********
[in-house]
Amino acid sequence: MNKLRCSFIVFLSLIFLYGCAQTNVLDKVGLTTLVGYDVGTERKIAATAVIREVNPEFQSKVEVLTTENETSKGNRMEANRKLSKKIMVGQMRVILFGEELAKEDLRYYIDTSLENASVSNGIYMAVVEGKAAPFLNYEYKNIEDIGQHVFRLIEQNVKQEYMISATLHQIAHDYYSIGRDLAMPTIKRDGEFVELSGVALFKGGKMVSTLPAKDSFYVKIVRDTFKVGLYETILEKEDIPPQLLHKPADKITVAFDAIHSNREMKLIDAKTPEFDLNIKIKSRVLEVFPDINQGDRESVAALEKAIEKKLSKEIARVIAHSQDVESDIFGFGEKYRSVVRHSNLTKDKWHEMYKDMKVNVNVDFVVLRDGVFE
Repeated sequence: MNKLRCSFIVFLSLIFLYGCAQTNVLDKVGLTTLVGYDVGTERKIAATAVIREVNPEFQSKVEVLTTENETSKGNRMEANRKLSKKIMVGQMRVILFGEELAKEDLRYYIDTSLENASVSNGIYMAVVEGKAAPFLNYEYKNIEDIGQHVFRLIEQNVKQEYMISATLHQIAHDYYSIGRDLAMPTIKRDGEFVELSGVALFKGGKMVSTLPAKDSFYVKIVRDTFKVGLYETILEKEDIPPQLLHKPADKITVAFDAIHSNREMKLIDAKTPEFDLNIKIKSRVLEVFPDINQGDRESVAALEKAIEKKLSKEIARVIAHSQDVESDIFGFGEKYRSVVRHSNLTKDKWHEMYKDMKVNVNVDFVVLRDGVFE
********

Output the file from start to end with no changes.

[in-house]
Amino acid sequence: MNKLRCSFIVFLSLIFLYGCAQTNVLDKVGLTTLVGYDVGTERKIAATAVIREVNPEFQSKVEVLTTENETSKGNRMEANRKLSKKIMVGQMRVILFGEELAKEDLRYYIDTSLENASVSNGIYMAVVEGKAAPFLNYEYKNIEDIGQHVFRLIEQNVKQEYMISATLHQIAHDYYSIGRDLAMPTIKRDGEFVELSGVALFKGGKMVSTLPAKDSFYVKIVRDTFKVGLYETILEKEDIPPQLLHKPADKITVAFDAIHSNREMKLIDAKTPEFDLNIKIKSRVLEVFPDINQGDRESVAALEKAIEKKLSKEIARVIAHSQDVESDIFGFGEKYRSVVRHSNLTKDKWHEMYKDMKVNVNVDFVVLRDGVFE
Repeated sequence: MNKLRCSFIVFLSLIFLYGCAQTNVLDKVGLTTLVGYDVGTERKIAATAVIREVNPEFQSKVEVLTTENETSKGNRMEANRKLSKKIMVGQMRVILFGEELAKEDLRYYIDTSLENASVSNGIYMAVVEGKAAPFLNYEYKNIEDIGQHVFRLIEQNVKQEYMISATLHQIAHDYYSIGRDLAMPTIKRDGEFVELSGVALFKGGKMVSTLPAKDSFYVKIVRDTFKVGLYETILEKEDIPPQLLHKPADKITVAFDAIHSNREMKLIDAKTPEFDLNIKIKSRVLEVFPDINQGDRESVAALEKAIEKKLSKEIARVIAHSQDVESDIFGFGEKYRSVVRHSNLTKDKWHEMYKDMKVNVNVDFVVLRDGVFE